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Don’t know how it works in the banking world, but here is my personal reason for why WFH has value way, way beyond avoiding disease, as Gorman seems to imply… Right before the pandemic, I lived in Chicago and had a client in Minneapolis. 95% of the time, my team worked by ourselves, and never even saw anyone from the client side. I woke up every Monday at 4am, trekked to ORD for a 6:30 flight, landed at MSP at 8, and would get to my client right at 9. I worked till about 1, got lunch with my team for 45 min, and kept on working till about 8. From 7-8pm, I was generally unproductive because I wrapped up my workstream a little sooner than my slightly more junior colleagues. We then all went out for dinner, and would be in the hotel by 9:30. That’s EIGHT HOURS AND FIFTEEN MINUTES of unproductive time on Monday alone. Totaled up over the course of a week, it was right around 30 hours. Life is too effing short to be burning that kind of time week after week, year after year. If my practice lead made such an asinine declaration, you bet I’d come in to the office— to hand-deliver my resignation.

likesmarthelpful

Similarly, if I’m not traveling but have to commute to the office (or many local clients), it takes me about an hour each way door to door regardless of whether I drive or (preferably) take a commuter train. While I can potentially take calls in the car or catch up on email on the train, it’s always going to be less productive time. So if I spend 2 hours commuting per day and commute, say, 20 days in a month, I’ve wasted 40 hours - an entire normal workweek - while also increasing my expenses (gas, parking, rail tickets etc.) plus wear and tear on my vehicle and generating pollution. I can just do so much more with that lost time and money.

likesmart

“Build community outside work” - that right there is what most of the non C-Suite, “everyone get back to offices” gang of employees need to work on !! The C-suites and leadership class have their own motivations apart from that

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My tennis partner is 25 and is as powerless at his job as I am at mine so yes maybe in the future he is a client when I am a partner but until then, I am dependent on others for getting promoted and all he is good for is his volley and ability to drink beers on a sunday morning. If this job really can be done completely remotely then well non of us work harder than our colleagues in India and they’ll replace us all and happily go into the office for the trouble. Maybe y’all should talk to your colleagues (especially junior ones) who joined in the middle of the pandemic to see how they are doing with no in person interactions - client facing or internal. And no where did I say I am better than any other employees. Its just that some employees dont get any benefits of the company doing better (they should) and some get pretty decent benefits. If you’re a junior consultant or junior SDE at Amzn, you’re still a member of the owner class through the ESOPS / Bonus Pool, don’t appropriate the struggles of the warehouse employees and delivery drivers who get paid terrible wages, work long hours for a minimum wage and $0 in stocks.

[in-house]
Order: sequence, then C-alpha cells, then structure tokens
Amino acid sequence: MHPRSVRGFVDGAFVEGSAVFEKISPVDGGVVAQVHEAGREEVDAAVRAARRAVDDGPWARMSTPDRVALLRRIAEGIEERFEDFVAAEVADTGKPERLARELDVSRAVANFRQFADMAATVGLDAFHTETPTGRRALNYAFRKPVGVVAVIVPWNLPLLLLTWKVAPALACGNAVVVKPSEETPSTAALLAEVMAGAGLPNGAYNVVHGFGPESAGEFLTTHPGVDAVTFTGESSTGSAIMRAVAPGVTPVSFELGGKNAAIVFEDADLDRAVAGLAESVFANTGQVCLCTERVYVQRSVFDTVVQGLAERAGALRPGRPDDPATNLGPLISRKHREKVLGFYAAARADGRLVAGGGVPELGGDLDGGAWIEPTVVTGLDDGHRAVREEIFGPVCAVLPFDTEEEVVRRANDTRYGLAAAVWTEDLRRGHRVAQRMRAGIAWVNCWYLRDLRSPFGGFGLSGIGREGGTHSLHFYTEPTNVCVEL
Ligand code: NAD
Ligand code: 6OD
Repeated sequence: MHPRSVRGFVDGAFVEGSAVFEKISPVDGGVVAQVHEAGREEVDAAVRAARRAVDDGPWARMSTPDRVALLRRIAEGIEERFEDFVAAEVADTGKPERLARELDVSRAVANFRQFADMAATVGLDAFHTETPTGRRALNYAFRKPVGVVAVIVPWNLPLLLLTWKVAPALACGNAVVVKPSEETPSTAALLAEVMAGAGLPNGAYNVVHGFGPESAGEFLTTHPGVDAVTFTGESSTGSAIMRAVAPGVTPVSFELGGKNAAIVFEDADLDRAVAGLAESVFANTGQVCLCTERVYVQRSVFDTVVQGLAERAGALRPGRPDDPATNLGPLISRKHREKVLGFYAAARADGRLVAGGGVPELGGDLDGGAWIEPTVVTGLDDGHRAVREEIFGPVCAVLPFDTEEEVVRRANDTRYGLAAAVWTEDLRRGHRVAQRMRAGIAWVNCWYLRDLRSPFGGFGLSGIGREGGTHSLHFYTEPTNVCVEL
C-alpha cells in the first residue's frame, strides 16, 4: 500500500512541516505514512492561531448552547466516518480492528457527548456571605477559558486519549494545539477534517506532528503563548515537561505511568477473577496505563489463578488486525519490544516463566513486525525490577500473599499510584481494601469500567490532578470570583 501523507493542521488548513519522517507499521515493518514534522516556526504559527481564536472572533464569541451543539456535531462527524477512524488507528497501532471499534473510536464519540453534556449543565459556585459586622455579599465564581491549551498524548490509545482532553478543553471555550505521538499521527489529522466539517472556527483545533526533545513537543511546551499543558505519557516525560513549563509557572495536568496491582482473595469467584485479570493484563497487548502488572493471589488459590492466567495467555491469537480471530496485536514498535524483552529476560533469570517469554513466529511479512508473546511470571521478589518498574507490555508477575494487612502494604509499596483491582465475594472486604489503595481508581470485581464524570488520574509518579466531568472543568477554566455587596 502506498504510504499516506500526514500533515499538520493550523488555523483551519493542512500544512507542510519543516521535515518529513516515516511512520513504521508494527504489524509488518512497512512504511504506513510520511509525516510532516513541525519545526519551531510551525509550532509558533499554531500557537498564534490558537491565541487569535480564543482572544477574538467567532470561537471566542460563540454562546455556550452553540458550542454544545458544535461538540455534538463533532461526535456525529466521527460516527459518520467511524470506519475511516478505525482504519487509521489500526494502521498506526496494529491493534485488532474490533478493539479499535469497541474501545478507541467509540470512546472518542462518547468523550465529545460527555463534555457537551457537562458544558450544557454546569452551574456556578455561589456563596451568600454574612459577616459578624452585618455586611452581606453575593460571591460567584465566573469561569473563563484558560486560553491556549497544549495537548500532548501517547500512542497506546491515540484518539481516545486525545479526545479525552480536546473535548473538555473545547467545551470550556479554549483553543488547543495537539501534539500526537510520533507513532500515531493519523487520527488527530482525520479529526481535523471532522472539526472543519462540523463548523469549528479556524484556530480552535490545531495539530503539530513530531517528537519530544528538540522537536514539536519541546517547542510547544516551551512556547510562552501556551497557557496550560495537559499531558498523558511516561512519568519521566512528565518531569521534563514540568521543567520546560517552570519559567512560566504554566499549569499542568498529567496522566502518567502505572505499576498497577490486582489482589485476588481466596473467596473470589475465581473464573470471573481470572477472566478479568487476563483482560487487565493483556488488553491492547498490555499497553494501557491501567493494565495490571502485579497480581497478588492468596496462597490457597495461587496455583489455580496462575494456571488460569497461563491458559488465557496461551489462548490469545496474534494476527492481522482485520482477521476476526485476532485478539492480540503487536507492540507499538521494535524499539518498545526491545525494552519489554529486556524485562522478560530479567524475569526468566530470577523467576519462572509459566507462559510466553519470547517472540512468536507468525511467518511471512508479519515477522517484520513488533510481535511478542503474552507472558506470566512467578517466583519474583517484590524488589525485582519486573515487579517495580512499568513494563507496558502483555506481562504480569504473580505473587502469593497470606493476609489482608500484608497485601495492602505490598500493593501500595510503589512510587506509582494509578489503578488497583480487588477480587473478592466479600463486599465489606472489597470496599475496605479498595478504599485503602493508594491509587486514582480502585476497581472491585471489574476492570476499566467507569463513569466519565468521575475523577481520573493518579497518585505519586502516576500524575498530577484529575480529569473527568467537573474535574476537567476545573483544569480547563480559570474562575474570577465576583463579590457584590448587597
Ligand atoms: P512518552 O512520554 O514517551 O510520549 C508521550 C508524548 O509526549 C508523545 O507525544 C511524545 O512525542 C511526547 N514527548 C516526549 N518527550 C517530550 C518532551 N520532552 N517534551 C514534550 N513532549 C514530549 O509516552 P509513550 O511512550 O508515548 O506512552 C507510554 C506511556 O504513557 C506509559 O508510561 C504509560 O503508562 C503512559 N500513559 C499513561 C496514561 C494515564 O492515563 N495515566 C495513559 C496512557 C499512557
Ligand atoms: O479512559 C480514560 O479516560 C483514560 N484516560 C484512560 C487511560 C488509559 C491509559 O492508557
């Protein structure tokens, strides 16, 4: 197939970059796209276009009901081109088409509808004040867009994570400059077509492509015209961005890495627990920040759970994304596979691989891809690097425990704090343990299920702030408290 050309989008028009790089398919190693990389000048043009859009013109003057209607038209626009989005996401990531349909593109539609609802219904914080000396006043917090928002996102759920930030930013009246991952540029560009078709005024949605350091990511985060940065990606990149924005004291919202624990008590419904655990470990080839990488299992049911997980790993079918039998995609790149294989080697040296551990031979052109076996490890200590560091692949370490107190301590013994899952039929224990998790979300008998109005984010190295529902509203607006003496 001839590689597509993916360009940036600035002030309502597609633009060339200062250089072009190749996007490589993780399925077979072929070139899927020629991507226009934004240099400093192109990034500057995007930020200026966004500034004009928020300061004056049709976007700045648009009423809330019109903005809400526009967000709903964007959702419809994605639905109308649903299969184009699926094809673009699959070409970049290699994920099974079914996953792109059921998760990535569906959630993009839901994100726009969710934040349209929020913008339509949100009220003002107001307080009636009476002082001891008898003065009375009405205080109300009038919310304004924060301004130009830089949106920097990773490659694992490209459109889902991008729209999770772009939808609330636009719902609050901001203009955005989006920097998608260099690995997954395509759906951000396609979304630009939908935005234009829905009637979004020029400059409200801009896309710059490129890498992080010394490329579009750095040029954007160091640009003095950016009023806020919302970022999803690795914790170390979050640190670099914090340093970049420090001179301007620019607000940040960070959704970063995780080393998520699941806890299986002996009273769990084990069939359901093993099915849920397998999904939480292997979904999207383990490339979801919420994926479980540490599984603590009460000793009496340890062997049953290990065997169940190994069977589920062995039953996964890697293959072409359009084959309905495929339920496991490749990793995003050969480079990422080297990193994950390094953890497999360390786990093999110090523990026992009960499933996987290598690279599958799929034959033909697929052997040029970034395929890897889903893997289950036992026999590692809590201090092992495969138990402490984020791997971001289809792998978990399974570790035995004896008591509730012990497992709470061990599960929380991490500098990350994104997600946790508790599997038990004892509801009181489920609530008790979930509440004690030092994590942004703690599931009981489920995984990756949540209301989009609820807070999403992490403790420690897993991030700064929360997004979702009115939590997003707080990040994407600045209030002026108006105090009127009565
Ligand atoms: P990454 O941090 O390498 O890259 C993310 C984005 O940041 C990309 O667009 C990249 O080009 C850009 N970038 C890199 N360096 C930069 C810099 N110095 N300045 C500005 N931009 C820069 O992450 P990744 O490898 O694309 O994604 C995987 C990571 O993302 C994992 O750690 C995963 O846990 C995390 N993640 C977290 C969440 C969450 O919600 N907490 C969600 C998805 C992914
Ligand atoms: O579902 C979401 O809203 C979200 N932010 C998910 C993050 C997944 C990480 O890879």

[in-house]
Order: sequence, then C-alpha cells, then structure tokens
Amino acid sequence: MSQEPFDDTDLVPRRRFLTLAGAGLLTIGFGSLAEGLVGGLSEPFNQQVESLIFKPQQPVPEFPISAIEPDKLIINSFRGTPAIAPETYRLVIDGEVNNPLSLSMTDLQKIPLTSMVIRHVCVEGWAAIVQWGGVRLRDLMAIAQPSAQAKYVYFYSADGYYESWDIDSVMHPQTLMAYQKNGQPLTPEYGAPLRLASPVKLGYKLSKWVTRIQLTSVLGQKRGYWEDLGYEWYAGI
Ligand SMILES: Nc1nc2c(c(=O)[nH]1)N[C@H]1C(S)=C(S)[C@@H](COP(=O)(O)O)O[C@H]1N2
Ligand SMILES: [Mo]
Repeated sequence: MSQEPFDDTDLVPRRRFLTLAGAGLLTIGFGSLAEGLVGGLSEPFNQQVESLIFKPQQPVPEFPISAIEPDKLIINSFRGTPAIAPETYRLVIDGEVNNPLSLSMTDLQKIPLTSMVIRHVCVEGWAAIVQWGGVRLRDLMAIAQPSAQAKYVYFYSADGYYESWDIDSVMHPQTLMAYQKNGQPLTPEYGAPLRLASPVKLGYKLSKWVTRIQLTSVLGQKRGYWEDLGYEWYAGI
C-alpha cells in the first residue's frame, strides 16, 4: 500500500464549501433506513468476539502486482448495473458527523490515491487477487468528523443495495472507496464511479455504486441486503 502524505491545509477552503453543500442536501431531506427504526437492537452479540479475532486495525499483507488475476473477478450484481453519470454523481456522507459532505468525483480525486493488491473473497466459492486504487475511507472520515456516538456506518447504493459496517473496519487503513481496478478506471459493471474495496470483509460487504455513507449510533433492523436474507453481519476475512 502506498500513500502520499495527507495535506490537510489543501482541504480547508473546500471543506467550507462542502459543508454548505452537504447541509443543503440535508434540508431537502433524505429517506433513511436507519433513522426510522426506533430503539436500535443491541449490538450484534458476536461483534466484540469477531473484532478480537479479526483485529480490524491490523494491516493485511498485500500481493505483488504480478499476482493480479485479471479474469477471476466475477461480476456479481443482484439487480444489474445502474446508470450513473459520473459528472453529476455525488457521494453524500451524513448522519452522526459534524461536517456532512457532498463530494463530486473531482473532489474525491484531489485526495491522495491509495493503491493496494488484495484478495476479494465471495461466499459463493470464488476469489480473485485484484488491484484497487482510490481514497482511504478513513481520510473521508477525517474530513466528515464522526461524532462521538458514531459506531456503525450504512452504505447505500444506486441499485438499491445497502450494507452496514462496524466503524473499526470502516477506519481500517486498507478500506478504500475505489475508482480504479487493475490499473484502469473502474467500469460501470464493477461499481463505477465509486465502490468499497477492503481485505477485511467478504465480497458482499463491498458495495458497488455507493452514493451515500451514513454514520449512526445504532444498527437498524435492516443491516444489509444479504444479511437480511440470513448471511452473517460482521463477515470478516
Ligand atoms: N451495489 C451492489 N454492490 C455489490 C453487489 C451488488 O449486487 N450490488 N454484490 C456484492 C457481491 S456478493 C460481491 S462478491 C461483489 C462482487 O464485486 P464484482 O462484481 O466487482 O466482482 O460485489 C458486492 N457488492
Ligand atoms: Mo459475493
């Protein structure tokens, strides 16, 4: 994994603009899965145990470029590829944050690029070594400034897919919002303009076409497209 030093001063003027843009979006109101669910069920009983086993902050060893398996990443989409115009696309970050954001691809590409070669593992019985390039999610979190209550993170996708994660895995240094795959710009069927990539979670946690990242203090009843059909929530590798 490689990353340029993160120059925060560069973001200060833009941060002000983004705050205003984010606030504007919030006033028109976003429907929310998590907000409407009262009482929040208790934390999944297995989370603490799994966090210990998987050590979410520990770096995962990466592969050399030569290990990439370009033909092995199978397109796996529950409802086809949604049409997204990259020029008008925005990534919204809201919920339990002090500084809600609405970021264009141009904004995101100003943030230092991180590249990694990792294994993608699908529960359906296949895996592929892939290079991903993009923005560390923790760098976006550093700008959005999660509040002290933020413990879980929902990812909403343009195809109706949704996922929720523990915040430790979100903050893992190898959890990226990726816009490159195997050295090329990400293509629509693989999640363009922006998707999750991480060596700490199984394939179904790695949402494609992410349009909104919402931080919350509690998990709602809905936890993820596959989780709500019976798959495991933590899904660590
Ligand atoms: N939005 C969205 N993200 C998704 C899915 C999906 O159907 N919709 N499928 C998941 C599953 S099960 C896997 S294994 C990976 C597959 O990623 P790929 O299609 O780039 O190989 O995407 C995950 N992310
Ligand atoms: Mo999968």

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Ok boomer Gorman

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This May have been posted somewhere else but this type of argument is the same fallacy that product pricing should be simply a function of manufacturing cost. It’s a factor but the market sets rates. Labor should (and is/will) be compensated based on the value it delivers and the rate the market will bear. Cost of that labor (I.e. our cost of living) will have some effect of course but also not matter in many scenarios. Another way to put it: Why wouldn’t I want to optimize my own profitability? I owe it to my shareholders and it’s what the market demands.

likesmart

KPMG - I think you are right and in IT for example that has been happening for a long time already. Try to find a larger firm that does something like IT Helpdesk, etc out of a HCOL or even the US. I think at a macro-level, it’s not just about salaries and physical locations either. There is probably also a tendency for people with certain capabilities to gravitate to each other because it forms social and cultural groups. E.g. Many folks here might still want to live in NYC even if the job is remote but they enjoy the lifestyle the city offers. Another angle is around the macro industrial trends. Settlements were decentralized with agriculture because of the need for land. Industrial production created large cities. The services sector continued that trend. With technology the need for services sector businesses to be concentrated will lessen or disappear entirely. Settlements will adapt.

Funny thing is it’s not even about the office. It’s about the employees. His attitude toward them is the biggest issue here. That’s not good for business.

likesmart

He’s referring to front office staff. He would prefer to save real estate costs by reducing office footprint and having non-FO staff work remotely/non-NYC.

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Yep all back office folks who will be relocated to LCOL, and if you don’t want to move sorry we’ll have to let you go. #costsavings

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I think the focus should be about getting the work done. This drive to put everyone back in an office space is ridiculous and a very old way of thinking. Some thrive at it and good let them come in. Others like the option of not, for whatever reason. Is the work getting done? If so, then personally i don’t care.

likesmart